Review Me: Rick Hurst: Vibrant Design
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Sunday, July 11, 2021

Rick Hurst: Vibrant Design

Rick, many thanks for accepting our invitation for this interview, and taking the time to answer our questions. Tell us about your artistic background story and if there was a pivotal moment when you decided to follow your path as a visual artist?

Throughout my life, I have been the one who is different — totally deaf in a hearing world. Art has been my greatest gift, my refuge, and my salvation. Expressing my innate creativity is my defense against adversity, hardship, and discrimination. At the same time, it allows me to explore my inner self, seek the strength of purpose, and reveal the world I see in others.
I was never aware of my heightened visual sense, and never imagined it would lead me into the art world - not until, at age 12, I won a prize for a painted foot-high ceramic rooster entered into a community contest. My color palette was praised as more imaginative than any of the other older contestants. From that moment, I knew that art would forever be a part of my life.

You talk about your art so pleasantly and delicately that we can clearly understand you live with your art. You can find your inner voice and change it into art, indeed. Was there ever a moment of doubt to question your art career entirely?

My intense childhood interest in art eventually led to a Graphic Arts degree. However, I could never find a job in the arts; instead, I spent 25 years in federal service as a paralegal. Still, a yearning for art was always with me.
Late in my work career, I traveled to see the art masterpieces of Europe I had only seen and studies in art books. It was pure elation and inspiration to wander Monet’s Giverny garden, roam DaVinci’s Tuscan Hills, gaze across Van Gogh’s sunflower fields, and explore Picasso’s retreat. My passion for art was rekindled.
After retirement, I moved to the Gulf Coast, returning to my earlier passion, to pursue an art career in abstracts, using acrylics and watercolors. I became fascinated with the iPad and manipulating images of my own artwork. Very quickly, I plunged into the world of digital design, now focused on my original photography.

It seems your art studio is a place where you can shut out the world, and you’re there on your own to think and create. What is your daily routine when working in your studio?

My daily studio routine varies in when and what I do, but usually involves a variety of tasks: checking status online (website, social media, email/texts); reviewing exhibitions and new calls for artists; reviewing recent and past photos for inspiration; and most importantly contemplating a new artwork or continuing with a current design. Every moment outside the studio is another opportunity for inspiration and new photographs.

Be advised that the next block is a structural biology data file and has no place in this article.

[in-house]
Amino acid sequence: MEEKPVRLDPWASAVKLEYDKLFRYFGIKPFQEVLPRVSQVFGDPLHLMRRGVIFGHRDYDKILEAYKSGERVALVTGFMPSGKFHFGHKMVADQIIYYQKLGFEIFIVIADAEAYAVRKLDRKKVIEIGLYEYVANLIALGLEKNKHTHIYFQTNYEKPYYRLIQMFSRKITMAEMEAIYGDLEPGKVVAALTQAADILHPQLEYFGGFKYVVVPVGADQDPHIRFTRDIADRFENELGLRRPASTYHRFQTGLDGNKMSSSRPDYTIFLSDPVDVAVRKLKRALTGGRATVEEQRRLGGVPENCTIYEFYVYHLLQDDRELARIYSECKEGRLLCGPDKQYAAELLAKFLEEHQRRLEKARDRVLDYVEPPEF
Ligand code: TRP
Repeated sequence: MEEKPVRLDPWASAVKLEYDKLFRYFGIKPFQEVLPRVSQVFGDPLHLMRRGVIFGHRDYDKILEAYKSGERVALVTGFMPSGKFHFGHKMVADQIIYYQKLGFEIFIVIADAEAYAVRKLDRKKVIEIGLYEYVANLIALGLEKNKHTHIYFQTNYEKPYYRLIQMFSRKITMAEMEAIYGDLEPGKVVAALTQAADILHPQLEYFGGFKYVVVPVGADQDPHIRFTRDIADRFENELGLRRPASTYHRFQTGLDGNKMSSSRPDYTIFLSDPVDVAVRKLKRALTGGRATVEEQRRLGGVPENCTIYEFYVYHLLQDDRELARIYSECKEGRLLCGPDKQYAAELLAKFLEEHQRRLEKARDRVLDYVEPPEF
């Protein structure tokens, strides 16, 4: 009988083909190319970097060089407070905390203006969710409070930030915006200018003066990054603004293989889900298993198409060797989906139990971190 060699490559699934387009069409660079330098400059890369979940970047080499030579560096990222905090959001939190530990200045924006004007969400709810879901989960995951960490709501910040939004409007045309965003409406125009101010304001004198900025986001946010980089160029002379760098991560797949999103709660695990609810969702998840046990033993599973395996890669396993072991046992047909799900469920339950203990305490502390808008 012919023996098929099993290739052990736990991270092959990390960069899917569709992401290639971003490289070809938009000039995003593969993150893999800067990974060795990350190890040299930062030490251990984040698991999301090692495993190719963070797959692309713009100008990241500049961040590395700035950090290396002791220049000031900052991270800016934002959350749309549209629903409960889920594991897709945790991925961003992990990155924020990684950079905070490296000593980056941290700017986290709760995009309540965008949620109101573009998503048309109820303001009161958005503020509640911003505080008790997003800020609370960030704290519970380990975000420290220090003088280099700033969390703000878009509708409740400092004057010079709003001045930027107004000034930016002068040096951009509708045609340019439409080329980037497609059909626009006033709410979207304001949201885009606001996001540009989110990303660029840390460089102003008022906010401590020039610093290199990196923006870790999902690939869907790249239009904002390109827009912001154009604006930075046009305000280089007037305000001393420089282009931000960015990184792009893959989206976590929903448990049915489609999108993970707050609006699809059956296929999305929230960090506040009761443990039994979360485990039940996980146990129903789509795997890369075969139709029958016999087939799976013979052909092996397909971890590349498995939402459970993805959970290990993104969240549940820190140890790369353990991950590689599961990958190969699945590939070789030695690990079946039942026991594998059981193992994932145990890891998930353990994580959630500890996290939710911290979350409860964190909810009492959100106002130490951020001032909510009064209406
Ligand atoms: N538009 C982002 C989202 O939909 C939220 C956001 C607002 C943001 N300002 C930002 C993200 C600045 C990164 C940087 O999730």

Branding, marketing, and maintaining an online presence are very demanding and time-consuming. My daily routine ensures I keep current with these requirements, but my highest priority is living and creating my art.

Now that your priority is living and creating art, take us through your process of making your artworks. How do you move from an idea to an artwork? Where does an artwork begin for you?

All of my designs begin with original photography that captures the beauty and spirit of nature and the real world. I meld these photos with digital artworks using multiple exposures, layers, color transformations, and art filters.
When I see something I want to photograph, it may or may not spark an idea for a new art piece at that moment, or perhaps it may trigger a memory of an earlier photo I might use with it. Just as often, my daily review of new and old photos will stir my creative process.
Each design is the result of an iterative process, constantly transforming images and adding in others until I am satisfied, or leaving a work in progress until another day.

To denote a mindset or a sensory experience, an artist may compose the features or concepts of the artworks or series uniformly or individually. Is there a central concept connecting all your works together or each series or artwork is unique?

I feel a natural energy in the world around me, which I see, especially in the vibrancy of colors, and I strive to sustain or enhance that energy in each design I create. I never really have a target image or tone/mood in mind. I may begin a design by selecting one photo that draws me to it, but then I follow where it leads, transforming colors and layering in other images as the developing piece demands.
The resulting digital design is unique, and is added to the thousands in my portfolio. I may then select new images to add online, or submit them in calls to artists for an exhibition.